A Syrian refugee, whose plaintive letter about the "unbearable hell" of life in a UN camp drew international attention to his plight, is likely to turn down a chance to go back to school because he can’t bear to leave his sister behind.
Ahmad Adnan Saied won a scholarship that would pull him out of the Zaatari refugee camp and allow him to pursue his studies at the German Jordanian University in Amman. But the 20-year-old told NBC News he felt both joy and sadness when he heard that he was awarded one of 40 sought-after United Nations DAFI scholarships. And ultimately, according to UNHCR worker Nasreddine Touaibai, Saied is set to turn it down because sister Asmaa can’t join him.
“Yes, my brother got the scholarship. Yes, I was sad that my brother got a scholarship,” Asmaa said in an interview this week in the camp, home to more than 80,000 refugees from war-torn Syria. “I’m also sad about students like me; here I have lot of my colleagues who are seriously suffering.”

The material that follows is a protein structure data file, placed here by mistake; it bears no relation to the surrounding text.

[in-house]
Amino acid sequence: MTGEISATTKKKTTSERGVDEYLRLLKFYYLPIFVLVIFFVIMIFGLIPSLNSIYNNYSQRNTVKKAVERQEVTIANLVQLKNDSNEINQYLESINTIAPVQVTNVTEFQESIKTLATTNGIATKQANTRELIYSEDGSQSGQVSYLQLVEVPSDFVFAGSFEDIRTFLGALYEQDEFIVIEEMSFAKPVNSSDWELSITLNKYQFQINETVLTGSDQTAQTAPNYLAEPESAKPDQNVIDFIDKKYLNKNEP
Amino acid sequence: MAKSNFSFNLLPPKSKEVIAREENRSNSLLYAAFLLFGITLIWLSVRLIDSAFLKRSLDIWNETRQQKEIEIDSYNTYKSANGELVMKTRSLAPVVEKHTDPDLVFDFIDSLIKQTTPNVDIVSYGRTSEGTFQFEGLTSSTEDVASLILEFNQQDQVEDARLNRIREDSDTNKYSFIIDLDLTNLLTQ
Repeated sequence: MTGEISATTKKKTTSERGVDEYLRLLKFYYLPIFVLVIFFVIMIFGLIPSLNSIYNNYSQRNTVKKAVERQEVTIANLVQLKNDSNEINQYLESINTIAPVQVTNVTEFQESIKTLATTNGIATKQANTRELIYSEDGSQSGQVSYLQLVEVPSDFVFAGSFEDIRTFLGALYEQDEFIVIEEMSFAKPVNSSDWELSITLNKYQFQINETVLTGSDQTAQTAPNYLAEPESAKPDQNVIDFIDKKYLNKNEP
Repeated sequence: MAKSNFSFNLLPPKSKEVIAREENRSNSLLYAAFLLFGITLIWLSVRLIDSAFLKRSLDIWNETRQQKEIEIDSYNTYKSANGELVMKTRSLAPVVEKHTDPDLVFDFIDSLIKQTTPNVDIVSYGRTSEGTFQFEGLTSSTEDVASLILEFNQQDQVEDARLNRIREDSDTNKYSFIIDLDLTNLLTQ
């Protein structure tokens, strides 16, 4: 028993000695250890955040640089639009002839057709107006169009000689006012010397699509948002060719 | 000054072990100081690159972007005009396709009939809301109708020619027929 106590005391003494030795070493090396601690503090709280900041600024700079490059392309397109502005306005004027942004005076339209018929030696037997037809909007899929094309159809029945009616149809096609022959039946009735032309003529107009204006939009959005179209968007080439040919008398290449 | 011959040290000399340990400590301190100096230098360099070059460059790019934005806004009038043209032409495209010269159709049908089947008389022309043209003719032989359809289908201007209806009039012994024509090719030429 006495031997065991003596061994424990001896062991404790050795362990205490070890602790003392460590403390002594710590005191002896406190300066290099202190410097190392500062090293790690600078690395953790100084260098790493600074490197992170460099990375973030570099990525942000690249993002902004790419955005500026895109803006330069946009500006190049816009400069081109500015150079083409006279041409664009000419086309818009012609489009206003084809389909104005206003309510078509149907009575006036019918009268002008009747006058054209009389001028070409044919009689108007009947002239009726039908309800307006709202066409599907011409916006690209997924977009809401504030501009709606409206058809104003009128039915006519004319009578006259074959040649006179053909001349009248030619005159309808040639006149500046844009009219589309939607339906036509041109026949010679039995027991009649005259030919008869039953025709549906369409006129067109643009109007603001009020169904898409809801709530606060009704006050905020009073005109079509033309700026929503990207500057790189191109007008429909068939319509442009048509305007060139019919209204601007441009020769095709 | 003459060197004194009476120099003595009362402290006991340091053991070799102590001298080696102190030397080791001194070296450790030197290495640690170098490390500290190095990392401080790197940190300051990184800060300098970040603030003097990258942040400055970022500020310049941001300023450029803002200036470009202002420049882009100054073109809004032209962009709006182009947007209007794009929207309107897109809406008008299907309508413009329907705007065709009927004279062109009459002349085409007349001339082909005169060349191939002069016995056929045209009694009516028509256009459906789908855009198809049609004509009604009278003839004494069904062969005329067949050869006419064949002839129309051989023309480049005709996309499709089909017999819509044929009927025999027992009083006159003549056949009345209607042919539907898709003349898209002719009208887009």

The heartbreaking letter that drew attention was given to Touaibai on Oct. 12 as he walked through the camp. In it Saied wrote about how he and his 21-year-old sister were forced to abandon their English literature studies in Damascus two years ago. “My sister, who has spent three bitter successive years without study, sheds tears day by night. She is a pitiful state lying in the caravan,” he wrote. “Both of us have lost the most precious thing in our life, our study. We are helpless … no one supports us."
Saied, who didn’t disclose his name in the letter, hopes it will bring world attention to the thousands of other refugees who can’t pursue their education. “There is a tragedy in every house and our tragedy is we can’t finish our education,” he said.
- Emmanuelle Saliba